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Histolircal Museum Exhibits

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Museum exhibits convey information about the past to visitors of diverse ages, interests, and backgrounds. They may celebrate common events, memorialize tragedies and injustices, or explore abstract ideas of home, freedom, faith, or democracy. The process of selecting themes, photographs, objects, documents and other components to include in an exhibit implies interpretive judgments about cause and effect, perspective, and significance. Attempts to suppress an exhibit or impose an uncritical point of view, however widely shared, are inimical to informed discussion of history.

Creating a histolircal exhibit requires a great deal of research and creative visual storytelling. The best exhibits are more than just history put up on walls; they offer metaphor, visual poetry and imagination that encourage curiosity rather than merely confirming stereotypes.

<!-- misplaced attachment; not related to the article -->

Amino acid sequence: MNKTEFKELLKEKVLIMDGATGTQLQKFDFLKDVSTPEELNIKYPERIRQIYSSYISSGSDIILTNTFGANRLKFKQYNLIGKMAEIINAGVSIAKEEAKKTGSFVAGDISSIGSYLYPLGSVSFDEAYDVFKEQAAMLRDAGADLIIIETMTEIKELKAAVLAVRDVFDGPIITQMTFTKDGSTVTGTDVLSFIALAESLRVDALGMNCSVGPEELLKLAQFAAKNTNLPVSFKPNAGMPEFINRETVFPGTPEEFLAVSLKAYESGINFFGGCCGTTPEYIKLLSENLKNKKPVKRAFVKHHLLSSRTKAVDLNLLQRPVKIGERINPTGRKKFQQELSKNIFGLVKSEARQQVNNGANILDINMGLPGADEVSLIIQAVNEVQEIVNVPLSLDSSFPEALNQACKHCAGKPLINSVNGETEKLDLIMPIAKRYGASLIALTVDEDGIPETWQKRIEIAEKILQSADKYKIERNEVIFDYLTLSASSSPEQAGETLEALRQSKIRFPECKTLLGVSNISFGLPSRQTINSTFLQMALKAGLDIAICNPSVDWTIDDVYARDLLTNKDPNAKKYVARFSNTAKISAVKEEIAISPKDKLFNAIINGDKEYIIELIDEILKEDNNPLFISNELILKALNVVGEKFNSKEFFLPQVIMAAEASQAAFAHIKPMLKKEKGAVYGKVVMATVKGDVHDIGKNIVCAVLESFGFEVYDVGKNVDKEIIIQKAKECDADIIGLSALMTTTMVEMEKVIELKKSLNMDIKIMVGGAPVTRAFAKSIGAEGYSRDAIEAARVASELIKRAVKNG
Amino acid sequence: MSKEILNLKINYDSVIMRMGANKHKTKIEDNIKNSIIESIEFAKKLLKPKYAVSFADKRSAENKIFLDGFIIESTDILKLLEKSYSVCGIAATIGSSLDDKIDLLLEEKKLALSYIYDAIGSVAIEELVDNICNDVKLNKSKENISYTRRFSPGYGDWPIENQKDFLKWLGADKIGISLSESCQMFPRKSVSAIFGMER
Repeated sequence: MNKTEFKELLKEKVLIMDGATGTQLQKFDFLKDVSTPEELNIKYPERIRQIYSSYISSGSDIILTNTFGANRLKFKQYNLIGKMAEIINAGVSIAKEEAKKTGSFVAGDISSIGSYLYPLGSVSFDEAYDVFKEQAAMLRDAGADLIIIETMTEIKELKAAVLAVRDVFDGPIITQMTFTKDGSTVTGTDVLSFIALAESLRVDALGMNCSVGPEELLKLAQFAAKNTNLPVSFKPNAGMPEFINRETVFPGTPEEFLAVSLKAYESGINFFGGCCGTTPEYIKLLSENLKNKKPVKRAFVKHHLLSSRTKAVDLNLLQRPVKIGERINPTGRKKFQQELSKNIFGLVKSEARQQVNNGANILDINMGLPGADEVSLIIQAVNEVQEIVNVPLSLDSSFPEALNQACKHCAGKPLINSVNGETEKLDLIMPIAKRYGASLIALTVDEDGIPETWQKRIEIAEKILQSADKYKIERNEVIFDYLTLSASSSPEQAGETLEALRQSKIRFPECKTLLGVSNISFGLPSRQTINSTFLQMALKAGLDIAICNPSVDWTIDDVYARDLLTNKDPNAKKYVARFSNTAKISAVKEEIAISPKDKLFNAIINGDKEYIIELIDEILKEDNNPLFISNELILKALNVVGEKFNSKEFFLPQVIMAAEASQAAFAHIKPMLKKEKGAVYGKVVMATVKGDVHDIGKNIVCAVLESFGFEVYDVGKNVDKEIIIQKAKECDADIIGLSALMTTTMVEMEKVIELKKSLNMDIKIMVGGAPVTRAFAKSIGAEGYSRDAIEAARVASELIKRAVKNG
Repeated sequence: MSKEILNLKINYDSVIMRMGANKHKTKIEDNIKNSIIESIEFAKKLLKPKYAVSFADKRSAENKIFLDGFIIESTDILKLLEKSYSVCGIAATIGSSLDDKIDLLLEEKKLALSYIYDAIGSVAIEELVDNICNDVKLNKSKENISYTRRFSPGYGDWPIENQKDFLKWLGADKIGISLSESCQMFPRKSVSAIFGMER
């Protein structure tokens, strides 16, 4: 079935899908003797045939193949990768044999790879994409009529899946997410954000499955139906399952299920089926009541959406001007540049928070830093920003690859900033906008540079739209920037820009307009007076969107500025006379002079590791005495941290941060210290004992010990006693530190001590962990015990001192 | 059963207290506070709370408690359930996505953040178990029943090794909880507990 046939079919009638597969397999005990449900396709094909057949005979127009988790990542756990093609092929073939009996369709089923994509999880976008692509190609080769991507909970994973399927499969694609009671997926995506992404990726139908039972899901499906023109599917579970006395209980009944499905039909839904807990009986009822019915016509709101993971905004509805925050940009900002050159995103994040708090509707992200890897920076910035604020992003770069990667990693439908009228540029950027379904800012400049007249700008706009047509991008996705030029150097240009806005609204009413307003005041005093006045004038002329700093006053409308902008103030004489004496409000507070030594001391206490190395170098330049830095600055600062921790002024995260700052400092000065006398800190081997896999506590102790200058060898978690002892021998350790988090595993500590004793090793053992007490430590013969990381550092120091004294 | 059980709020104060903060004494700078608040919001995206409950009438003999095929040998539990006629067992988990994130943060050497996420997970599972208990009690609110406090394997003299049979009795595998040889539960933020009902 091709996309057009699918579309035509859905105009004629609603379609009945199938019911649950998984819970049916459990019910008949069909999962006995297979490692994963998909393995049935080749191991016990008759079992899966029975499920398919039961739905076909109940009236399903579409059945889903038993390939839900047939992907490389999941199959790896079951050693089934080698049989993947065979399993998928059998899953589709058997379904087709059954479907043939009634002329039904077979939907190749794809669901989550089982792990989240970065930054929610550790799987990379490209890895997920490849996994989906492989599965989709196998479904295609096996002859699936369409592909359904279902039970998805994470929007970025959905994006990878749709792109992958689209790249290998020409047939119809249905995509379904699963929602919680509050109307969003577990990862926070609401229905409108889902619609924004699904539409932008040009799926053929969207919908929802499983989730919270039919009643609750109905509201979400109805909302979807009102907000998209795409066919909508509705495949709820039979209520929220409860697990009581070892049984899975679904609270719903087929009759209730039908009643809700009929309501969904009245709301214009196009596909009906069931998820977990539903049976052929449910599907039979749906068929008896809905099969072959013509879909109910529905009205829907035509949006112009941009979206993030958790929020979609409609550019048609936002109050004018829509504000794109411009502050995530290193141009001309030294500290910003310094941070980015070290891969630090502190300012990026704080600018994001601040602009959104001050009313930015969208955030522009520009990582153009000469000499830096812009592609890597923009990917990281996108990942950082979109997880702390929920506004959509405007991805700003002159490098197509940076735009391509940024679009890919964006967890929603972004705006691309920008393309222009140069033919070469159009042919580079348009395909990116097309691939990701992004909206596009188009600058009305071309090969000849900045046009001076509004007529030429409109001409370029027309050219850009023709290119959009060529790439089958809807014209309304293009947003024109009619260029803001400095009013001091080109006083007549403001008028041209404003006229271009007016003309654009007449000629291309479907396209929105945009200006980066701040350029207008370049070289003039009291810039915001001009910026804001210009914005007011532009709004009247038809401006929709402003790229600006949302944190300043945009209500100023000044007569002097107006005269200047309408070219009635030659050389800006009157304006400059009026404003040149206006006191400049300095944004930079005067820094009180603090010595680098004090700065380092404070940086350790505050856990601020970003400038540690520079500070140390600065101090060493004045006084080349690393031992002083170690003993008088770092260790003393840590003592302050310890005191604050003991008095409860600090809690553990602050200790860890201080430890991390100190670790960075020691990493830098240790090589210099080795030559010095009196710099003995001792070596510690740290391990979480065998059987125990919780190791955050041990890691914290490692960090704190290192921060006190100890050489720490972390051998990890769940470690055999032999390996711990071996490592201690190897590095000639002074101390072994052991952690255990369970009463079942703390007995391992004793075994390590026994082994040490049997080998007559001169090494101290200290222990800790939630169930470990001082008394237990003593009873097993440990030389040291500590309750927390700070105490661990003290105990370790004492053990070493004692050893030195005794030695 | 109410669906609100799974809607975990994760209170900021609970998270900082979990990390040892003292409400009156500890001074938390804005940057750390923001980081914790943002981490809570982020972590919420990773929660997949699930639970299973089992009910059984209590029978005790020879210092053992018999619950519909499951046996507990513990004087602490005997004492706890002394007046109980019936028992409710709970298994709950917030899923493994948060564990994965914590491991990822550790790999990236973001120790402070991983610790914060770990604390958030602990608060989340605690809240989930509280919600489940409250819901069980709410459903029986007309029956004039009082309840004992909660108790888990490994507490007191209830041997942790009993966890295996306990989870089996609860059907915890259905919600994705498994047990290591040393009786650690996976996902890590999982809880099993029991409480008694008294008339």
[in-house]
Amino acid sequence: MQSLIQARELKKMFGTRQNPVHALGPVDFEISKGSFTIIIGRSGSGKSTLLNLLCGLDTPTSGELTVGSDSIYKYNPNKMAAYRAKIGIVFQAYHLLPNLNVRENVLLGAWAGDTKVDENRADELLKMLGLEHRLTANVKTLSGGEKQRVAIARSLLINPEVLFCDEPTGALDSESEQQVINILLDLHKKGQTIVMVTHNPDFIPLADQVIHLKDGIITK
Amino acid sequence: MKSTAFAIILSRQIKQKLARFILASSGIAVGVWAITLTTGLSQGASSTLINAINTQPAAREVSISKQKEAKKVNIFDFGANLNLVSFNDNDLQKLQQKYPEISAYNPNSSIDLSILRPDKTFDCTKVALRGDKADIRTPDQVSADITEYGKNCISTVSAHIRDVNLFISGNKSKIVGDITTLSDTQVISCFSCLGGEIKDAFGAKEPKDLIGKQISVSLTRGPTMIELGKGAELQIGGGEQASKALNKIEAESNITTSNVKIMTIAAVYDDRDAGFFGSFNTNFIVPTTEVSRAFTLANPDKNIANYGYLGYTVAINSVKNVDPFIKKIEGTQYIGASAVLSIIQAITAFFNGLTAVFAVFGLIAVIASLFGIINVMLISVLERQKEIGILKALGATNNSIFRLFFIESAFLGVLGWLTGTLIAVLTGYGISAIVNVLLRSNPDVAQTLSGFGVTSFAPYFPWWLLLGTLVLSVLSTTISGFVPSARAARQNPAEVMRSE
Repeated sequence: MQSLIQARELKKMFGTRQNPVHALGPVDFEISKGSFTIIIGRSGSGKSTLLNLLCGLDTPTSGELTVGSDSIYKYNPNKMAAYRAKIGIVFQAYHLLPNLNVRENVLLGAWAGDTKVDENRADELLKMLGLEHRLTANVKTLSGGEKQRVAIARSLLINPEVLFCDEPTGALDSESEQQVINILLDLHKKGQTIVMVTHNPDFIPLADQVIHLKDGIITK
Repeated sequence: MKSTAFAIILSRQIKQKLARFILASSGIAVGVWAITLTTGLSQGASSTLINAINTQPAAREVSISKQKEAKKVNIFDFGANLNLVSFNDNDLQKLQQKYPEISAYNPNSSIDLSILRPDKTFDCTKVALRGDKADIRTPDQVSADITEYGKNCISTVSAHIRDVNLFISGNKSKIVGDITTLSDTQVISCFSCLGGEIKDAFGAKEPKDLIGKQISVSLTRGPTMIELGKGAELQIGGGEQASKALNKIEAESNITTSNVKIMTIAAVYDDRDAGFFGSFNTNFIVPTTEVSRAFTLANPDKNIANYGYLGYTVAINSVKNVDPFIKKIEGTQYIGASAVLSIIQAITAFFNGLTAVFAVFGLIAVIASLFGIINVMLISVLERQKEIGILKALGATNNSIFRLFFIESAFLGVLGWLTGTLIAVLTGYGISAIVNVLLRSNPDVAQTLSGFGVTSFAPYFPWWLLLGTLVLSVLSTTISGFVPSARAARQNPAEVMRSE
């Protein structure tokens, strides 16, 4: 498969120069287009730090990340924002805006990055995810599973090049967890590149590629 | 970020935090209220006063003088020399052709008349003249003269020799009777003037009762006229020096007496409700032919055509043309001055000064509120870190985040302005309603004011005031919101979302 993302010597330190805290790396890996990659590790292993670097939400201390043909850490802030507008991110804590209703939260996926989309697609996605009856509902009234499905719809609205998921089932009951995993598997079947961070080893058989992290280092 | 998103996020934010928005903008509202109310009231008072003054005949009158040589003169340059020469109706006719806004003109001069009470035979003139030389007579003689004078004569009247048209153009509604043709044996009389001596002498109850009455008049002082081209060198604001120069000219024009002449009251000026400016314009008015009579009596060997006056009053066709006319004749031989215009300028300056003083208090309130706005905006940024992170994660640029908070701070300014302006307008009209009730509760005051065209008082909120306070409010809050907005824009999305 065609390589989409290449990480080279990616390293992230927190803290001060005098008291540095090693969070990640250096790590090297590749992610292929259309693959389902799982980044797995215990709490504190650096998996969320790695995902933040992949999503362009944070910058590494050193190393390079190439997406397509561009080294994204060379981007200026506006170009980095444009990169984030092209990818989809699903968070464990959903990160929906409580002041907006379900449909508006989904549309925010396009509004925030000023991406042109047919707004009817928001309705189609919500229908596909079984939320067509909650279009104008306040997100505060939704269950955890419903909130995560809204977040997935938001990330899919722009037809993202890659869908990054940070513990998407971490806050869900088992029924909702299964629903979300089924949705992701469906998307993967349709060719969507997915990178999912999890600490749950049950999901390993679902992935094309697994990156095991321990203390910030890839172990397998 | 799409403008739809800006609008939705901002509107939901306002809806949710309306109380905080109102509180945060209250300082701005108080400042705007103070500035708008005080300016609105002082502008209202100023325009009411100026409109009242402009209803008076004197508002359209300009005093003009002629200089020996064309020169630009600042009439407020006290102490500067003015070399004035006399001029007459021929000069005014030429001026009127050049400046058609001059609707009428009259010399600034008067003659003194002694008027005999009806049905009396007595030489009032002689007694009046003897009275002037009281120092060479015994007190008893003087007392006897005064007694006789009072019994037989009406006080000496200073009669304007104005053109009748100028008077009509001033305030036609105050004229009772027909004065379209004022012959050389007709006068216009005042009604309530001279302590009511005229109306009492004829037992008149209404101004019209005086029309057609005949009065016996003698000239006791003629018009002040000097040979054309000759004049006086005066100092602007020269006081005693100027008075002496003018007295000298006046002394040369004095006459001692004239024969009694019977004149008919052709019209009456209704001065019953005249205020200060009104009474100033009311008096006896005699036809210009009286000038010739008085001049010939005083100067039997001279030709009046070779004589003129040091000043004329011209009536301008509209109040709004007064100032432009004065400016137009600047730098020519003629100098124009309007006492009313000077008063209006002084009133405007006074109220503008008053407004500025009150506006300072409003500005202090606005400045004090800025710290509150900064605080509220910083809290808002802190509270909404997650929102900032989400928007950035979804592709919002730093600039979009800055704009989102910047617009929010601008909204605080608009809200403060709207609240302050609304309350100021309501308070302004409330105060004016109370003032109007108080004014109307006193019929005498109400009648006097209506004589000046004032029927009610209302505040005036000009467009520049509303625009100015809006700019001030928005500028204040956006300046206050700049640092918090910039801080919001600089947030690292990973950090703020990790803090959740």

Historical museums are often nonprofit, meaning that the money earned from their tours and other activities goes back into the museum itself instead of being paid out to the owners or shareholders. This enables them to focus on educating and providing access to collections that would be too expensive or unavailable to commercial enterprises.

Many historical museums are based on historic sites or other buildings that have been adapted for display purposes. Others are dedicated to exploring specific aspects of historical life through specialized collections. The Tenement Museum in New York City, for example, focuses on the domestic lives of a working class family in a crowded tenement; the Merchant’s House Museum in Brooklyn recreates a late 19th century merchant’s home to tell the story of American commerce; and the Met Cloisters, a Smithsonian Affiliate in Stony Brook, New York, is dedicated to European medieval art and architecture.

There are also “traveling” or temporary exhibitions that can be hosted by multiple museums in a given region. These usually have a short duration, from just a few weeks to months. Many of these exhibitions are focused on a single artist or an artistic movement and can be seen in various locations at the same time. The Minnesota Historical Society Traveling Exhibits program is a great example of this format.